Servicing vehicle jointly developed with a commercial partner would leverage DARPAs successes in space robotics and accelerate revolutionary capabilities for working with satellites currently beyond reach
Hundreds of military, government and commercial satellites reside today in geosynchronous Earth orbit (GEO) some 22,000 miles (36,000 kilometers) above the Earth—a perch ideal for providing communications, meteorology and national security services, but one so remote as to preclude inspection and diagnosis of malfunctioning components, much less upgrades or repairs. Even fully functional satellites sometimes find their working lives cut short simply because they carry obsolete payloads—a frustrating situation for owners of assets worth hundreds of millions of dollars. With no prospects for assistance once in orbit, satellites destined for GEO today are loaded with backup systems and as much fuel as can be accommodated, adding to their complexity, weight and cost. But what if help was just a service call away?
DARPAs new Robotic Servicing of Geosynchronous Satellites (RSGS) program intends to answer that question by developing technologies that would enable cooperative inspection and servicing in GEO and demonstrating those technologies on orbit within the next five years. Under the RSGS vision, a DARPA-developed modular toolkit, including hardware and software, would be joined to a privately developed spacecraft to create a commercially owned and operated robotic servicing vehicle (RSV) that could make house calls in space. DARPA would contribute the robotics technology, expertise, and a Government-provided launch. The commercial partner would contribute the satellite to carry the robotic payload, integration of the payload onto it, and the mission operations center and staff. If successful, the joint effort could radically lower the risk and cost of operating in GEO.
"The ability to safely and cooperatively service satellites in GEO would vastly expand public and private opportunities in space. It could enable entirely new spacecraft designs and operations, including on-orbit assembly and maintenance, which could dramatically lower construction and deployment costs while extending satellite utility, resilience and reliability," said RSGS program manager Gordon Roesler. "Commercial and government space operators have sought this capability for decades. By investing together, we can achieve a capability that would be extremely challenging to do individually."
To formalize that collaboration, DARPA aims to establish a public-private partnership through which the Agency would develop and provide technical capabilities for transition to a commercial space robotics enterprise that would make cooperative robotic servicing available to both military and commercial GEO satellite owners on a fee-for-service basis. DARPA seeks to engage a commercial partner with a strategic interest in this capability, and an interest in providing services to the Defense Department (DoD).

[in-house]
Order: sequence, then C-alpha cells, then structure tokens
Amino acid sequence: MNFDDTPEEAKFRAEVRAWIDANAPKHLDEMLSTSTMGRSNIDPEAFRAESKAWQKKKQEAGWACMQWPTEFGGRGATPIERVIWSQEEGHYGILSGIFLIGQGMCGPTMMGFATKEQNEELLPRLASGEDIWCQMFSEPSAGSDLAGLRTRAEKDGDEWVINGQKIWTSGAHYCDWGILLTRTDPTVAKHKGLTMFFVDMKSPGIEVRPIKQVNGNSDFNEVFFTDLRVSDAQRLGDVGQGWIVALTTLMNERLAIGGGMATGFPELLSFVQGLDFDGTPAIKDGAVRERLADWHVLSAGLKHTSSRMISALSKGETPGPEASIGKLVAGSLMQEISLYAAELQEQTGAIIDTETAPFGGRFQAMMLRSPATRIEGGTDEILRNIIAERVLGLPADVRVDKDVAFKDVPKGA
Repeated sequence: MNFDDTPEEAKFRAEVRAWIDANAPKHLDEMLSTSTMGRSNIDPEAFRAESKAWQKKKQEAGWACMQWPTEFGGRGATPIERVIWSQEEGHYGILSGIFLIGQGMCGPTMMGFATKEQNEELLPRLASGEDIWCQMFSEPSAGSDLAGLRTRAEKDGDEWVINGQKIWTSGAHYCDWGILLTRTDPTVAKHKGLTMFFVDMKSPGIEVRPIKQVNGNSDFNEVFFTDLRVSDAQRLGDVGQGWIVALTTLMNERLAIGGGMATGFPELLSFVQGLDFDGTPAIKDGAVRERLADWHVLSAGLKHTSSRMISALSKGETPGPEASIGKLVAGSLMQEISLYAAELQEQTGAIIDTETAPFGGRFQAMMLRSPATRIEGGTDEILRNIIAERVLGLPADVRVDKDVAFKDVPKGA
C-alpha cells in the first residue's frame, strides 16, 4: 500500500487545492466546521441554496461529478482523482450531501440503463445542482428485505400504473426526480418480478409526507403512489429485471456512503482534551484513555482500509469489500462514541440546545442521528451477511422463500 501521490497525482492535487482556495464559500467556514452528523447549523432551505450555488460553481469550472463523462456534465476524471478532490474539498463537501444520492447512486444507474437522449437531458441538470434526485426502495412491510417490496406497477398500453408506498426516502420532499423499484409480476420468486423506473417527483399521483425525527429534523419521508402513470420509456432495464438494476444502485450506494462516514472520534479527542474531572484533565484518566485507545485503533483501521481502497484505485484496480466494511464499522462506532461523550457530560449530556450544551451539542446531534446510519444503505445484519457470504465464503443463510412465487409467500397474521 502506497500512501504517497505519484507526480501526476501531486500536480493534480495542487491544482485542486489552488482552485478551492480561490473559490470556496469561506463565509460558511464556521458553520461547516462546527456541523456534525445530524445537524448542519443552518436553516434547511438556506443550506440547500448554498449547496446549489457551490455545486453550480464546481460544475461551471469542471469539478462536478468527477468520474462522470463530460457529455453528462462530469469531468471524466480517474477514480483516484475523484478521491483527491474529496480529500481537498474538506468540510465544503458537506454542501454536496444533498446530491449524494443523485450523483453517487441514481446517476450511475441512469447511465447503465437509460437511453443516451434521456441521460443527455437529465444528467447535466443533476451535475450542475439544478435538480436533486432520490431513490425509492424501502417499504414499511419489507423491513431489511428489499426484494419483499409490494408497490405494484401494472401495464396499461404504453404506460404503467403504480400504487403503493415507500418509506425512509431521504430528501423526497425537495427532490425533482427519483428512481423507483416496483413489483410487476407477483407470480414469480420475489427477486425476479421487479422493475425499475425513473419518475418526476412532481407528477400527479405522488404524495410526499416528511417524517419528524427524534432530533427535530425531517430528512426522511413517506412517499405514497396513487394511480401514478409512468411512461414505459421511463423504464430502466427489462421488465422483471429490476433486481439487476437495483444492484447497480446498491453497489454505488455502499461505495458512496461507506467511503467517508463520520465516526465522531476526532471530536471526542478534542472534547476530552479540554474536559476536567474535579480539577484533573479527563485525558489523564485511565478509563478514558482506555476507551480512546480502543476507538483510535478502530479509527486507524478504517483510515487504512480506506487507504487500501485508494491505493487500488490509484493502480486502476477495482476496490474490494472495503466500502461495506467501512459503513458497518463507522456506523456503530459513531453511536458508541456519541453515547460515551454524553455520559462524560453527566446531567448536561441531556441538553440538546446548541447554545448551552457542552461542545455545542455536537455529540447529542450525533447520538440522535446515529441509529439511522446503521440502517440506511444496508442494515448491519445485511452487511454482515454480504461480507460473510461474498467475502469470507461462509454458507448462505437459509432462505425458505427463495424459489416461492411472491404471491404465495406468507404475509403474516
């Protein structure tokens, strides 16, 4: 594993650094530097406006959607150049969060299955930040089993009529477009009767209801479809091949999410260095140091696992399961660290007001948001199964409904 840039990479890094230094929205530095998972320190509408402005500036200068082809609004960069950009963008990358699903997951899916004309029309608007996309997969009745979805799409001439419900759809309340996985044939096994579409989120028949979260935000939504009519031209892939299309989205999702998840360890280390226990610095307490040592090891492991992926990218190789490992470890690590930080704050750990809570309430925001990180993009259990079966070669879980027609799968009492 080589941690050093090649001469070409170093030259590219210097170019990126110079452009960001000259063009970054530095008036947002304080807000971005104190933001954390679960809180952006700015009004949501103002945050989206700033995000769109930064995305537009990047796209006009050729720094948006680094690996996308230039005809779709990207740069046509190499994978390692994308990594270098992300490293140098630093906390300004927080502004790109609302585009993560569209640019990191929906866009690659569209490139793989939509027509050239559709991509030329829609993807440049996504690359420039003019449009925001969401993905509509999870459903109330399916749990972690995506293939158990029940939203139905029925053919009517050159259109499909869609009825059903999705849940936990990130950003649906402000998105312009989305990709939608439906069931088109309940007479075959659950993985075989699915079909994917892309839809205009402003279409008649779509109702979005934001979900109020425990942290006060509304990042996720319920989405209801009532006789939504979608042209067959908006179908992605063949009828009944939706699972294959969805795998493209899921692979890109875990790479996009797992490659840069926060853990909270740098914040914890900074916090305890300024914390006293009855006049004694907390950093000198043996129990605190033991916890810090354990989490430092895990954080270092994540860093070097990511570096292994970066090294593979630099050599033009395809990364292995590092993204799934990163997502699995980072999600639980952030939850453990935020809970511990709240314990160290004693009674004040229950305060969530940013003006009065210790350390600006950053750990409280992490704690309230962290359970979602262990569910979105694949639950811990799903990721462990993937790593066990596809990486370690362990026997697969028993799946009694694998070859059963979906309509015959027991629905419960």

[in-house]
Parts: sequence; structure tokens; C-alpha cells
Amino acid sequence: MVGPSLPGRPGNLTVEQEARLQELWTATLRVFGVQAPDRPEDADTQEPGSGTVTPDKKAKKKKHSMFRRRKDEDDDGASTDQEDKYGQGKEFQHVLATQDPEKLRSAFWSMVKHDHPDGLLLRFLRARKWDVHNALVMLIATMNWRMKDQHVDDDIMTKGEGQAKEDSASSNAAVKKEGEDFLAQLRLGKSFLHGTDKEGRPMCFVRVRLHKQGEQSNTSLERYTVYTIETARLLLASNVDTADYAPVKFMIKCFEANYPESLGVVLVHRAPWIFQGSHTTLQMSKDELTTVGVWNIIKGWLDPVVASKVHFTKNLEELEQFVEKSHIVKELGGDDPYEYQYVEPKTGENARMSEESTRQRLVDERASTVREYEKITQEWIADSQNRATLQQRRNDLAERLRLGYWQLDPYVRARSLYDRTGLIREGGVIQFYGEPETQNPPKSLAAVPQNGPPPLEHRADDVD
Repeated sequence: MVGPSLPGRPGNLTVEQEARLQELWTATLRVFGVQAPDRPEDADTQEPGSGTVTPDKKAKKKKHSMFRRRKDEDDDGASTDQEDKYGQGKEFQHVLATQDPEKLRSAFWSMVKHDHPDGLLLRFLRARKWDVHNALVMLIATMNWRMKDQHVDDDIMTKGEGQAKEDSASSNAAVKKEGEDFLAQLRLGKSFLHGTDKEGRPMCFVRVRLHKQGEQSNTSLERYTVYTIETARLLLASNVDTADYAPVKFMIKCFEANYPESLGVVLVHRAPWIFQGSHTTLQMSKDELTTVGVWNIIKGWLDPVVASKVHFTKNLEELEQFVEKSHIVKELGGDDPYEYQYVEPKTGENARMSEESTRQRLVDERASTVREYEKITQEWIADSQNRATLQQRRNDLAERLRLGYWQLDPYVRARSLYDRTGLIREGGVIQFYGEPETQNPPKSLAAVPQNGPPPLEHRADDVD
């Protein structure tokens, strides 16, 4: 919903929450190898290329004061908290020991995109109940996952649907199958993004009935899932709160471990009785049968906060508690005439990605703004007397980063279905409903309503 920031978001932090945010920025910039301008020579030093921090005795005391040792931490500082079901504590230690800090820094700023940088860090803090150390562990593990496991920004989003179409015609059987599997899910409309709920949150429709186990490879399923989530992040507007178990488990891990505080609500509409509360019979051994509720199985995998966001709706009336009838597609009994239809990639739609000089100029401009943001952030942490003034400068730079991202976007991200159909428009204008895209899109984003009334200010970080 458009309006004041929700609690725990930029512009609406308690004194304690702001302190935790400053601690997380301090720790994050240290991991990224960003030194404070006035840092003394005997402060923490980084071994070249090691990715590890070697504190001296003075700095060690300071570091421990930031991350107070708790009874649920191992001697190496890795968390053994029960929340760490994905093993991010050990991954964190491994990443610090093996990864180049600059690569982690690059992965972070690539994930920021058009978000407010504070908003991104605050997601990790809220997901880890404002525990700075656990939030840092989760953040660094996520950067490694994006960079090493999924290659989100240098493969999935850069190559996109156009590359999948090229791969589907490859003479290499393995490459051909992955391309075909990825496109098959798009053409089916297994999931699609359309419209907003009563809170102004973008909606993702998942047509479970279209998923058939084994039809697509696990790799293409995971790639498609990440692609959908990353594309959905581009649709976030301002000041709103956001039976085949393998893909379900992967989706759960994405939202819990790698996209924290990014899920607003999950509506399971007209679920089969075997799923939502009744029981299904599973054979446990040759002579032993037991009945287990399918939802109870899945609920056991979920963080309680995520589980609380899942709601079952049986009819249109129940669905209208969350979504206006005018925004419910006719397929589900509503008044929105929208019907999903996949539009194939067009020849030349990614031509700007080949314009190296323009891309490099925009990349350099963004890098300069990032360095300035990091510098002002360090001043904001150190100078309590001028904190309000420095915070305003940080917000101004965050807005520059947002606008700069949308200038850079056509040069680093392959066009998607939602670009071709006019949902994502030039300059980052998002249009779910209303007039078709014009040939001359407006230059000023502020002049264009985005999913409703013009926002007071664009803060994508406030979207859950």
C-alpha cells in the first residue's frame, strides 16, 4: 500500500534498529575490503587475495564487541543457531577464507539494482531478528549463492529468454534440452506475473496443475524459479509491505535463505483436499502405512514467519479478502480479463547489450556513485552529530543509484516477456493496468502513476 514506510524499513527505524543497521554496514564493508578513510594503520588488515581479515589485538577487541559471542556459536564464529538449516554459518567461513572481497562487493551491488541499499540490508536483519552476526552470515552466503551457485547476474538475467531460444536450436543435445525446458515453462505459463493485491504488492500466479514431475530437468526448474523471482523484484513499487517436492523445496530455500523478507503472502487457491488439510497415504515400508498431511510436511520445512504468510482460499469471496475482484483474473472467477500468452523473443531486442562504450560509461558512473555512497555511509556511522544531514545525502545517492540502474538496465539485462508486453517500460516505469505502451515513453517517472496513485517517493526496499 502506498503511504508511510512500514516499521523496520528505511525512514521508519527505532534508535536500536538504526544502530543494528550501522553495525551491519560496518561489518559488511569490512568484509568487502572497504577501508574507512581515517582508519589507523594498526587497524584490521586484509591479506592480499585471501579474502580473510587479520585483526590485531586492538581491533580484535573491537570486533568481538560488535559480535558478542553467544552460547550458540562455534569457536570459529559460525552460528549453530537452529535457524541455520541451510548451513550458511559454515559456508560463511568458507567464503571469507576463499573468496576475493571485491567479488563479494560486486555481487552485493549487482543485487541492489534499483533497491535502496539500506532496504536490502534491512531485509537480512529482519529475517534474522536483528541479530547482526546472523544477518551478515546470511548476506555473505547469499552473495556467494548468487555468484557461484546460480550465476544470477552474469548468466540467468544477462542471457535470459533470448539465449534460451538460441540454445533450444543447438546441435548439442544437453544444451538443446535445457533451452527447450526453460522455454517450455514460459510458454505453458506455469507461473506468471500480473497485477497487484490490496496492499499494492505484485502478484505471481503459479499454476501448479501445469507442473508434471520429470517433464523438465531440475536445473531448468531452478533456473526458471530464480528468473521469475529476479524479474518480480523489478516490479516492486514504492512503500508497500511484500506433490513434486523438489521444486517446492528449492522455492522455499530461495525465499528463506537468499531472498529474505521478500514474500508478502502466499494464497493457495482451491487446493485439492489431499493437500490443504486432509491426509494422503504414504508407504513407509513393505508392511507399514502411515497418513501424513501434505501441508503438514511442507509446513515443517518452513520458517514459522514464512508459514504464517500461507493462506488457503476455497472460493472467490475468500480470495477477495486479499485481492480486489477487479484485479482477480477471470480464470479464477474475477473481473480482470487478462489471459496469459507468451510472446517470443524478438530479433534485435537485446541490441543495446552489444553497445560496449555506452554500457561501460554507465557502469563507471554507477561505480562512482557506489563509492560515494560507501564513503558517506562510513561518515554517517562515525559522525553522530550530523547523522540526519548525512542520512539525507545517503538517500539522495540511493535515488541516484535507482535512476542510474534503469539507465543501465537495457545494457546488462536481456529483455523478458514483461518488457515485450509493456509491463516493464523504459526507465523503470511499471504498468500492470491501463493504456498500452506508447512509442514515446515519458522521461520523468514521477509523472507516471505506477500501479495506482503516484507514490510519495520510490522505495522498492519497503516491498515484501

By executing the RSGS program, DARPA seeks to:
Demonstrate in or near GEO that a robotic servicing vehicle can perform safe, reliable, useful and efficient operations, with the flexibility to adapt to a variety of on-orbit missions and conditions
Demonstrate satellite servicing mission operations on operational GEO satellites in collaboration with commercial and U.S. Government spacecraft operators
Support the development of a servicer spacecraft with sufficient propellant and payload robustness to enable dozens of missions over several years
After a successful on-orbit demonstration of the robotic servicing vehicle, U.S. Government and commercial satellite operators would have ready access to diverse capabilities including high-resolution inspection; correction of some mission-ending mechanical anomalies, such as solar array and antenna deployment malfunctions; assistance with relocation and other orbital maneuvers; and installation of attachable payloads, enabling upgrades to existing assets. Satellite operators would be able to purchase these services on request to the robotic servicing vehicle operator.
A critical component of the RSV would be the robotic arm developed by DARPA known as FREND. Constructed to enable automated, cooperative connection to satellites that are not designed for docking, the FREND arm has multiple joints enabling dexterous movement and can carry and switch among multiple generic and mission-specific tools. DARPA will augment the arm by adding advanced algorithms for machine vision and supervised autonomous robotic operations. Also new will be onboard mission-planning software and a variety of sensors designed to provide reliable, high-fidelity spatial orientation information, essential for safely guiding the spacecraft with its robotic systems on orbit.
"In addition to these technical advances, a key goal of the RSGS program is to establish best practices and voluntary standards for space servicing operations," said Brad Tousley, director of DARPAs Tactical Technology Office, which oversees RSGS. "Government and industry need to work together to set safety standards as well as to take advantage of the servicers new capabilities."
DARPA plans to kick off the public-private partnership via a Program Solicitation in the near future. Shortly thereafter, DARPA will host a Proposers Day to provide potential partners with further technical and programmatic details about the RSGS program. The date of issue of the Solicitation and the date and location of the Proposers Day have yet to be determined. Both will appear on the Federal Business Opportunities website (www.fbo.gov).